I remember being home with my newborn son, maybe one or two weeks after he was born, and I was doing what filled most of my days: nursing. From the bathroom in the hall, I heard my three year old call out, “Mooooom! I’m done!” signaling that she needed me to help her finish up potty duty, if you know what I mean.


Well, I was not about to break that perfect, hard won latch, so I continued breastfeeding with one arm while I assisted my daughter with the other. All while trying to not disrupt the baby.


As I left the bathroom to return to the couch, I had to laugh at how ridiculous I must have looked, living that two-kid mom life.


While going from one to two kids wasn’t as life-altering as zero to one (for me), there was still definitely a learning curve as I navigated new rapids on this same motherhood river. I basically knew what to do, for both my newborn and my three year old. The hard part was figuring out how to do it. And at the same time. To meet both of their needs with just my two arms. It felt like multitasking to the max. And that’s only with two! So many moms are juggling three, four, or more kids!

I’m tired just thinking about it.


It’s humbling to find that you can’t meet everyone’s needs all at once. You just can’t. At first it’s total chaos and then slowly you become more efficient at juggling everyone, while your children learn important lessons about independence, patience, and helping out.


In the beginning, when nursing sessions can take upwards of an hour at a time, just keeping your other children busy while you’re occupied with breastfeeding is a challenge.  Here are some ideas to help you through those first weeks and months as you find your own rhythms and methods: (Note: not all activities are appropriate for very young children. Use your best judgement based on your child’s age and development level.)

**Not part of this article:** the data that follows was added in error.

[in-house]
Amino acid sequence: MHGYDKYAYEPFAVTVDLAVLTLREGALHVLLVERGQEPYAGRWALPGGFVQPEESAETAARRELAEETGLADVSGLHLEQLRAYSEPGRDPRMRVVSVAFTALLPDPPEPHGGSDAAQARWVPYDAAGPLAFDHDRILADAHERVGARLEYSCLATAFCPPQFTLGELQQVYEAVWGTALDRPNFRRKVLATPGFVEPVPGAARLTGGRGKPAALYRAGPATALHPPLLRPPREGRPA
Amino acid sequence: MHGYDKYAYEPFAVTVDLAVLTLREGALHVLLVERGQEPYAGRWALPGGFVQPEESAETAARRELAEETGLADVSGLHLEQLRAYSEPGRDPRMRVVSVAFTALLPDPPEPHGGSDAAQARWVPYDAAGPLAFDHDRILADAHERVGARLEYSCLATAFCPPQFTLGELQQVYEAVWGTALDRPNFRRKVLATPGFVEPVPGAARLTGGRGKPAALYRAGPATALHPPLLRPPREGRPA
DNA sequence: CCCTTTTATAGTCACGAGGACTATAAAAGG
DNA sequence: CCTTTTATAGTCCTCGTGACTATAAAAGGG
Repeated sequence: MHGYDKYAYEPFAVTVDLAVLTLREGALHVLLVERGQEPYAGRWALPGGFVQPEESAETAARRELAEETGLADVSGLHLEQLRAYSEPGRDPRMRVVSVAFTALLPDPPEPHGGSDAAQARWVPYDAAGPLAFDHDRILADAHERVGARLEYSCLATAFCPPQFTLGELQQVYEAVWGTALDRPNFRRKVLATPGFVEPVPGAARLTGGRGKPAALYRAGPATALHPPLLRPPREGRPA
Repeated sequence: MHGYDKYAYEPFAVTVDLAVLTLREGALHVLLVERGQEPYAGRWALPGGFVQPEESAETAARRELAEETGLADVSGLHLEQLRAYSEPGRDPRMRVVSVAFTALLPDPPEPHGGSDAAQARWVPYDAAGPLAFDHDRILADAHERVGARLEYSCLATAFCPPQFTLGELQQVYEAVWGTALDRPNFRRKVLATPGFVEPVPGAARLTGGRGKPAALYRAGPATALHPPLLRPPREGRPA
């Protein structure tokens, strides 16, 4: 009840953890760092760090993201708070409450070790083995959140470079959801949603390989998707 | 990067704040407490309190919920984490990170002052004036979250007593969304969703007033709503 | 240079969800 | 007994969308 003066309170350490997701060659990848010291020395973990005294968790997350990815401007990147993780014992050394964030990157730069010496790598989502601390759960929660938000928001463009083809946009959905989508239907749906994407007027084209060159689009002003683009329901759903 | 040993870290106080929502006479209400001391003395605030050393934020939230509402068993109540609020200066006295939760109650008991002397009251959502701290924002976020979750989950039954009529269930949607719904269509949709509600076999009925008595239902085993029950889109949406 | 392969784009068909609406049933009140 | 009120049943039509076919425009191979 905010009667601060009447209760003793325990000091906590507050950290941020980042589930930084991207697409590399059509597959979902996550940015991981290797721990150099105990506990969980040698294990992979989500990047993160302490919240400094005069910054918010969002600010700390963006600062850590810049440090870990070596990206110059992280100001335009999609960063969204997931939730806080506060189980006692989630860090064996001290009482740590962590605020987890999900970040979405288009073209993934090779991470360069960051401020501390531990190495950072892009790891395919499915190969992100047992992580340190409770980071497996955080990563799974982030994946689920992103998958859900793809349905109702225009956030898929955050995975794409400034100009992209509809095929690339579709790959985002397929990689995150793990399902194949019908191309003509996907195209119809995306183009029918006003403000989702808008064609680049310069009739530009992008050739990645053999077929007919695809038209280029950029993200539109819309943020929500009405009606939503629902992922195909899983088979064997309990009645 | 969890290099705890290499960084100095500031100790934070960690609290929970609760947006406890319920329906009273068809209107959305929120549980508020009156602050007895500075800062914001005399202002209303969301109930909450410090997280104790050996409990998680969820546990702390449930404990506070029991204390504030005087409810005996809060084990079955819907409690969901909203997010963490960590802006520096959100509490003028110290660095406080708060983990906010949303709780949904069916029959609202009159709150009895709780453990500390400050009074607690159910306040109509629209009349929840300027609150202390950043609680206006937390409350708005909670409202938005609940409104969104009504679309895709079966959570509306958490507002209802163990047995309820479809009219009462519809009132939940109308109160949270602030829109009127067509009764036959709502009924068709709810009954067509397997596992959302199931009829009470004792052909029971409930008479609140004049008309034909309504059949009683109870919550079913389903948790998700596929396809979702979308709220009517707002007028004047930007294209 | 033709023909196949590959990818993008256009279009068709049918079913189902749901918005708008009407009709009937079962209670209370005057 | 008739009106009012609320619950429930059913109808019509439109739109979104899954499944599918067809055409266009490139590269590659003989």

• A toy or game played with exclusively during nursing time. Set aside something for them to play with that holds your child’s attention the longest. It doesn’t have to be new, it can be anything as long as you know it will keep them occupied for a good chunk of time. Keep it put away in a box until it’s time for a nursing session. Ideas: puzzles (especially ones that challenge them rather than one they’ve already mastered), card games (like a memory matching game), scissor skills activity book, pipe cleaners and pom poms, blocks for building, magnet tiles or magnets for the fridge, lacing beads.



  • Snack time! When a nursing session will fall during a snack time for your older kid(s), take a few minutes prior to set up a picnic style snack area. Doing it picnic style isn’t a necessity, it just seems to excite and intrigue them more than a regular meal at the table. Keep items on hand that work well for this: cut up fruit, crackers, cheese, raisins, pretzels and hummus, etc. If it’s nice outside and you can easily set up outdoors, like on a porch or deck.



  • Movie time! If you are rigid about about screen time for your littles – that’s great. I do believe in limiting screen time and being intentional about it. But many of us find ourselves being more lenient in this area with a newborn around, and that’s okay too! One idea is to allow your older child(ren) to choose a movie that they can only watch it as you breastfeed the baby. So that means that if nursing only takes you 25 minutes, then they only get to watch 25 minutes of the movie. (Make sure you prepare your child! Obviously if this will incur meltdowns, this method may not be the best fit for you. We definitely don’t want to create more stress in your home!) As you notice that the nursing session is ending, give a 5 minute warning and set a timer if you’d like. When time is up, let them pause the movie and then reassure them that they can pick up right where they left off at a later time. OR, if it’s easier to let them watch specific episodes of a favorite show due to the shorter time frame, then do that!